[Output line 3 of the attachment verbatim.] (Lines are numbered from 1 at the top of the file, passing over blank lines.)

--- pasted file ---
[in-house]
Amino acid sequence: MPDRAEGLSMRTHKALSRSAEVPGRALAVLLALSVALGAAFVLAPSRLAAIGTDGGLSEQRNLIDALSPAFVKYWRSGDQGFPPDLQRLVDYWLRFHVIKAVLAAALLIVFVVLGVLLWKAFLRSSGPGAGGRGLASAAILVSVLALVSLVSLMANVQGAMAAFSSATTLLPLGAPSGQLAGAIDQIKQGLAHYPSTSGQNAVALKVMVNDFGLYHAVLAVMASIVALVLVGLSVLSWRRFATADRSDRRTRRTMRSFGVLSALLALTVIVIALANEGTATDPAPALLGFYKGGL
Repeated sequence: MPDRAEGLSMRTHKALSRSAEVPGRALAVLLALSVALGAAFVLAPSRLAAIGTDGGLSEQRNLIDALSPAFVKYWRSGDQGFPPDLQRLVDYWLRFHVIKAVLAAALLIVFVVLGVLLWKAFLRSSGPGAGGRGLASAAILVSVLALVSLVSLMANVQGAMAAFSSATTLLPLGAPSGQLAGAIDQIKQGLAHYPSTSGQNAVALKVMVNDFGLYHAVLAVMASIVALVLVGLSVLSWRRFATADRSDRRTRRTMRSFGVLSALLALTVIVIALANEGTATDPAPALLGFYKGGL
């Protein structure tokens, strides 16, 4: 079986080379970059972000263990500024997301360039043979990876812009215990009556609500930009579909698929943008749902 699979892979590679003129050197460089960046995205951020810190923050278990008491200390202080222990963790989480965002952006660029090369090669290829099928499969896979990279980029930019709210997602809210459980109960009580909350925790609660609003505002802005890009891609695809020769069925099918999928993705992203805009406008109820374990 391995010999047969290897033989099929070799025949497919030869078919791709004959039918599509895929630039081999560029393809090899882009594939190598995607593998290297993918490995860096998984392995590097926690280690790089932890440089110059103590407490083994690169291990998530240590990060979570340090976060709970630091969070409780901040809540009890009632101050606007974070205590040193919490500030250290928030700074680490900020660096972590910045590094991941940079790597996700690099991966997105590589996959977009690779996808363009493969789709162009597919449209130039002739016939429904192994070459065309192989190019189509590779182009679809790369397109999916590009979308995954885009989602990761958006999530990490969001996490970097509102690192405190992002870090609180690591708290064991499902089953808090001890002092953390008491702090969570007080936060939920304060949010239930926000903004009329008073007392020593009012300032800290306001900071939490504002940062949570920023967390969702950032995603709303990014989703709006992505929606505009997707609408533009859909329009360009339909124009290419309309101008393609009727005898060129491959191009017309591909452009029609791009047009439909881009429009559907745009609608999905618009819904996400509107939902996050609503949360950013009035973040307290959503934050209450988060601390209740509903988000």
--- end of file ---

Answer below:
Repeated sequence: MPDRAEGLSMRTHKALSRSAEVPGRALAVLLALSVALGAAFVLAPSRLAAIGTDGGLSEQRNLIDALSPAFVKYWRSGDQGFPPDLQRLVDYWLRFHVIKAVLAAALLIVFVVLGVLLWKAFLRSSGPGAGGRGLASAAILVSVLALVSLVSLMANVQGAMAAFSSATTLLPLGAPSGQLAGAIDQIKQGLAHYPSTSGQNAVALKVMVNDFGLYHAVLAVMASIVALVLVGLSVLSWRRFATADRSDRRTRRTMRSFGVLSALLALTVIVIALANEGTATDPAPALLGFYKGGL